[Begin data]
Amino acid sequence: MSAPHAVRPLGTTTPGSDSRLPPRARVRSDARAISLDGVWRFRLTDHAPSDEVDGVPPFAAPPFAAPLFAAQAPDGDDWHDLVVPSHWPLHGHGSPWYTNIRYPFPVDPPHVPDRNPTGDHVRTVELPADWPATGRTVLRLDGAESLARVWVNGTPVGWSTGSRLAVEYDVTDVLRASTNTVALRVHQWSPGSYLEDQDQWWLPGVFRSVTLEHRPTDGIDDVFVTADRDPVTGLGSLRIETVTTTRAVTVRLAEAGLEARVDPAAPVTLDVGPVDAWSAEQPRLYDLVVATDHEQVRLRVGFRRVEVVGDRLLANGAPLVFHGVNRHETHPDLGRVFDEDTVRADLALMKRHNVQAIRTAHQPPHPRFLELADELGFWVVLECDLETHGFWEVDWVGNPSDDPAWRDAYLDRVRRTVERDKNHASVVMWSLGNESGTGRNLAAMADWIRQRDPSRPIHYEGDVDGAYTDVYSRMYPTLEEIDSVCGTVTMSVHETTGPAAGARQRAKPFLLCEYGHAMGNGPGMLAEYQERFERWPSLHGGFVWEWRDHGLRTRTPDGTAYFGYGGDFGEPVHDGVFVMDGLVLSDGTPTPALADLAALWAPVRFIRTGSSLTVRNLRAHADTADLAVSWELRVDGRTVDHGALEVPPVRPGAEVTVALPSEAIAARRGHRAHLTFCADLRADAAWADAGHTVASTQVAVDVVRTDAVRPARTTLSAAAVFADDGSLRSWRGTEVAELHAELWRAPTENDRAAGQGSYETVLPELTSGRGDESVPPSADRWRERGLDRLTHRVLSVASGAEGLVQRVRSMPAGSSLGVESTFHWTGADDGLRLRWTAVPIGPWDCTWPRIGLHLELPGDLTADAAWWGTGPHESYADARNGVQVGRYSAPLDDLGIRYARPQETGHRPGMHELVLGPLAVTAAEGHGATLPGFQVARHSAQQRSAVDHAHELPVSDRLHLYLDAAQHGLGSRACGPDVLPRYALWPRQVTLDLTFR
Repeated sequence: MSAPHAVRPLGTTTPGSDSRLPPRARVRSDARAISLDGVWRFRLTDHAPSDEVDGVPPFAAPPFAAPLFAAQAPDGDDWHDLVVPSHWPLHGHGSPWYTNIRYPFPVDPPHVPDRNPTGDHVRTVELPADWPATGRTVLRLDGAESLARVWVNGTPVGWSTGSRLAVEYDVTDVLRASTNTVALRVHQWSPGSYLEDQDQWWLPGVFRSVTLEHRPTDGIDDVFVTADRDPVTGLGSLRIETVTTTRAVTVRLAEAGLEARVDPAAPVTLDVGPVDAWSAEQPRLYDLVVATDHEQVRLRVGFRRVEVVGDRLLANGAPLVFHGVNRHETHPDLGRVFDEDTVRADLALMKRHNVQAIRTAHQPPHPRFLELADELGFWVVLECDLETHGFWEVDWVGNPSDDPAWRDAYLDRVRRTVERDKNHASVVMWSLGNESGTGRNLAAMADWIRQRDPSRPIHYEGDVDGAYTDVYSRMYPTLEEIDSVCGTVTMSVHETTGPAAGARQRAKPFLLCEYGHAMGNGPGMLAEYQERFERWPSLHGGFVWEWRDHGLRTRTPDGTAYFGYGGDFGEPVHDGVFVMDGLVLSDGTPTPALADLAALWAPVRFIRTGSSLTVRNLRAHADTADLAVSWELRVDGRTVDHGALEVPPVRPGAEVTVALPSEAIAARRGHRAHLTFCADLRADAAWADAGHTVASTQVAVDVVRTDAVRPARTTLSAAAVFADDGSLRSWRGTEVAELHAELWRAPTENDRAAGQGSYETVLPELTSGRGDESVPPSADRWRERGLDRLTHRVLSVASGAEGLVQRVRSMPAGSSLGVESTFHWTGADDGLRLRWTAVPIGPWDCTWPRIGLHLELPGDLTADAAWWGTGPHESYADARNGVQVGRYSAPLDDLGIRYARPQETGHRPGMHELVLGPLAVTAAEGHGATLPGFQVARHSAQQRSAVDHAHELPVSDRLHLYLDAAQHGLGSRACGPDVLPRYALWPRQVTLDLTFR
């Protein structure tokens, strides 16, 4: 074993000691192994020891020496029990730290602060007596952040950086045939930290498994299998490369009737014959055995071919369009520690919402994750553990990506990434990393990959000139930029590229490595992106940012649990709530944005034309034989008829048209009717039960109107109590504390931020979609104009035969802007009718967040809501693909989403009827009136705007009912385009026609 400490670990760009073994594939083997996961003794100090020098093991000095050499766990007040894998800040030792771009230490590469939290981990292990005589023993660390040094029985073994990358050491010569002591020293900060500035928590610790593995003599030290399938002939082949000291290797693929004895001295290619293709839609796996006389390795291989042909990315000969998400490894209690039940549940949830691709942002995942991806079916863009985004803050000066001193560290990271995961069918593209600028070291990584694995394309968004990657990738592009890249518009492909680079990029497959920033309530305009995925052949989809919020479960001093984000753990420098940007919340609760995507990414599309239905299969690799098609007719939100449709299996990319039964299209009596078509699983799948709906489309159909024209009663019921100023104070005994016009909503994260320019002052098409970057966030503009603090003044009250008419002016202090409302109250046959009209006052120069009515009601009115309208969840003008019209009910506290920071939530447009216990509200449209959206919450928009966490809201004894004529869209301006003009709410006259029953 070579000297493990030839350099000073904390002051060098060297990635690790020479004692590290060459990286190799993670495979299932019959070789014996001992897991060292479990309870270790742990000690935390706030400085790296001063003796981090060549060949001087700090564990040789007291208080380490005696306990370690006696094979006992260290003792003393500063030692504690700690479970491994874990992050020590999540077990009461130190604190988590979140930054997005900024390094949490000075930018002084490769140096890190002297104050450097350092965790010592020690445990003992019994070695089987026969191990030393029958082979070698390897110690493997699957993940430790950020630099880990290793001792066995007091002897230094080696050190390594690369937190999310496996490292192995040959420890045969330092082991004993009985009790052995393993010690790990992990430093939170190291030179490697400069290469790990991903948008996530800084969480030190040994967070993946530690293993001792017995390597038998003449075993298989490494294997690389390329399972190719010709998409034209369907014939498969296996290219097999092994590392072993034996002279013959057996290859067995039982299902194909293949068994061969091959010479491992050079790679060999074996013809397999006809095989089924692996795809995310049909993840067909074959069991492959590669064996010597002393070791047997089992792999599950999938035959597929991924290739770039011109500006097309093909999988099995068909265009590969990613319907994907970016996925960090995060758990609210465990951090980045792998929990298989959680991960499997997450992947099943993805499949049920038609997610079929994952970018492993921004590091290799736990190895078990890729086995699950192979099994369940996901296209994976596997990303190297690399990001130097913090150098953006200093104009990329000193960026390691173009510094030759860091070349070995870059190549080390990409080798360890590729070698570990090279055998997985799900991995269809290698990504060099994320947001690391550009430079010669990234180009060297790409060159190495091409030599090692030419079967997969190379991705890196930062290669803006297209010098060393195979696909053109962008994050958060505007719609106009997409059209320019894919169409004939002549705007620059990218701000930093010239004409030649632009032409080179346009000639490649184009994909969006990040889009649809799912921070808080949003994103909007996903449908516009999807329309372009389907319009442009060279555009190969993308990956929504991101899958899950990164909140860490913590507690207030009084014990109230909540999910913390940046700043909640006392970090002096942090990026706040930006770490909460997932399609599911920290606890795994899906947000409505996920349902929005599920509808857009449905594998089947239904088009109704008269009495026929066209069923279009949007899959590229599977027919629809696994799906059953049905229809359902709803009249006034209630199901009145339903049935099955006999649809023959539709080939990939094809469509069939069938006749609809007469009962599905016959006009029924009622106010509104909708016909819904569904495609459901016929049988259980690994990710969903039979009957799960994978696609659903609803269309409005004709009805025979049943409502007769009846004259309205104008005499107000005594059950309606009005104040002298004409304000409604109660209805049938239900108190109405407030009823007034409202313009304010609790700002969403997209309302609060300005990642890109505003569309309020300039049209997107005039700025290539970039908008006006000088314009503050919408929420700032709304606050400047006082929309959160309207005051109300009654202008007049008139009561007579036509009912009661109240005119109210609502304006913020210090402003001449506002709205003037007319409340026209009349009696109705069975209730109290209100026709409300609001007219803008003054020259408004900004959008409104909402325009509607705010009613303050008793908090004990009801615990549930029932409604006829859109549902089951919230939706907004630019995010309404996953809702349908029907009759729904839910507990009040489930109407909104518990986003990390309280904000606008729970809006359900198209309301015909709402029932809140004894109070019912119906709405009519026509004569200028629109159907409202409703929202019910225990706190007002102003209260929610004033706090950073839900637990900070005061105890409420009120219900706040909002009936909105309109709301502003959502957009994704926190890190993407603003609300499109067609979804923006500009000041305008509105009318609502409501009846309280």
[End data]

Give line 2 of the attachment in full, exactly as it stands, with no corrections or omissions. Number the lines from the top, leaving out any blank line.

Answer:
Repeated sequence: MSAPHAVRPLGTTTPGSDSRLPPRARVRSDARAISLDGVWRFRLTDHAPSDEVDGVPPFAAPPFAAPLFAAQAPDGDDWHDLVVPSHWPLHGHGSPWYTNIRYPFPVDPPHVPDRNPTGDHVRTVELPADWPATGRTVLRLDGAESLARVWVNGTPVGWSTGSRLAVEYDVTDVLRASTNTVALRVHQWSPGSYLEDQDQWWLPGVFRSVTLEHRPTDGIDDVFVTADRDPVTGLGSLRIETVTTTRAVTVRLAEAGLEARVDPAAPVTLDVGPVDAWSAEQPRLYDLVVATDHEQVRLRVGFRRVEVVGDRLLANGAPLVFHGVNRHETHPDLGRVFDEDTVRADLALMKRHNVQAIRTAHQPPHPRFLELADELGFWVVLECDLETHGFWEVDWVGNPSDDPAWRDAYLDRVRRTVERDKNHASVVMWSLGNESGTGRNLAAMADWIRQRDPSRPIHYEGDVDGAYTDVYSRMYPTLEEIDSVCGTVTMSVHETTGPAAGARQRAKPFLLCEYGHAMGNGPGMLAEYQERFERWPSLHGGFVWEWRDHGLRTRTPDGTAYFGYGGDFGEPVHDGVFVMDGLVLSDGTPTPALADLAALWAPVRFIRTGSSLTVRNLRAHADTADLAVSWELRVDGRTVDHGALEVPPVRPGAEVTVALPSEAIAARRGHRAHLTFCADLRADAAWADAGHTVASTQVAVDVVRTDAVRPARTTLSAAAVFADDGSLRSWRGTEVAELHAELWRAPTENDRAAGQGSYETVLPELTSGRGDESVPPSADRWRERGLDRLTHRVLSVASGAEGLVQRVRSMPAGSSLGVESTFHWTGADDGLRLRWTAVPIGPWDCTWPRIGLHLELPGDLTADAAWWGTGPHESYADARNGVQVGRYSAPLDDLGIRYARPQETGHRPGMHELVLGPLAVTAAEGHGATLPGFQVARHSAQQRSAVDHAHELPVSDRLHLYLDAAQHGLGSRACGPDVLPRYALWPRQVTLDLTFR